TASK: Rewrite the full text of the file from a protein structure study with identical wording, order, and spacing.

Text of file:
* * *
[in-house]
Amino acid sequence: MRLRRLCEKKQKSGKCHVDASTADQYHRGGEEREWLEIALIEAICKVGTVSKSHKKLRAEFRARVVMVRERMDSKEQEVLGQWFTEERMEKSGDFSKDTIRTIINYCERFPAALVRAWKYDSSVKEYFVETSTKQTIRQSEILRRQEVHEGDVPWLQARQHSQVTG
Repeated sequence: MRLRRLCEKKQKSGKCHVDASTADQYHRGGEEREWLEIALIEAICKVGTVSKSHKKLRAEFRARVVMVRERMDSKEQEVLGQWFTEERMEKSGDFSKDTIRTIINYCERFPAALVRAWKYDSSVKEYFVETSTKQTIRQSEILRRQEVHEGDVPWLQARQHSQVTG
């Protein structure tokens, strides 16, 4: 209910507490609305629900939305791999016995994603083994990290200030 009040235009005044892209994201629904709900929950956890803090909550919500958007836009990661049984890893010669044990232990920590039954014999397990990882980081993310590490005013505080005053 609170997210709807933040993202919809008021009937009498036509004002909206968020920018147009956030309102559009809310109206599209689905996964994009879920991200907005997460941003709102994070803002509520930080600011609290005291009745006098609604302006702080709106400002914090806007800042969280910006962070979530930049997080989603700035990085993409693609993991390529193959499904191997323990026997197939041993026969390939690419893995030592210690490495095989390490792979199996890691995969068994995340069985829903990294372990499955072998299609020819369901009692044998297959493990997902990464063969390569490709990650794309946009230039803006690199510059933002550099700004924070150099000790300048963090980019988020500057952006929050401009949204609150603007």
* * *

[in-house]
Amino acid sequence: MRLRRLCEKKQKSGKCHVDASTADQYHRGGEEREWLEIALIEAICKVGTVSKSHKKLRAEFRARVVMVRERMDSKEQEVLGQWFTEERMEKSGDFSKDTIRTIINYCERFPAALVRAWKYDSSVKEYFVETSTKQTIRQSEILRRQEVHEGDVPWLQARQHSQVTG
Repeated sequence: MRLRRLCEKKQKSGKCHVDASTADQYHRGGEEREWLEIALIEAICKVGTVSKSHKKLRAEFRARVVMVRERMDSKEQEVLGQWFTEERMEKSGDFSKDTIRTIINYCERFPAALVRAWKYDSSVKEYFVETSTKQTIRQSEILRRQEVHEGDVPWLQARQHSQVTG
């Protein structure tokens, strides 16, 4: 209910507490609305629900939305791999016995994603083994990290200030 009040235009005044892209994201629904709900929950956890803090909550919500958007836009990661049984890893010669044990232990920590039954014999397990990882980081993310590490005013505080005053 609170997210709807933040993202919809008021009937009498036509004002909206968020920018147009956030309102559009809310109206599209689905996964994009879920991200907005997460941003709102994070803002509520930080600011609290005291009745006098609604302006702080709106400002914090806007800042969280910006962070979530930049997080989603700035990085993409693609993991390529193959499904191997323990026997197939041993026969390939690419893995030592210690490495095989390490792979199996890691995969068994995340069985829903990294372990499955072998299609020819369901009692044998297959493990997902990464063969390569490709990650794309946009230039803006690199510059933002550099700004924070150099000790300048963090980019988020500057952006929050401009949204609150603007």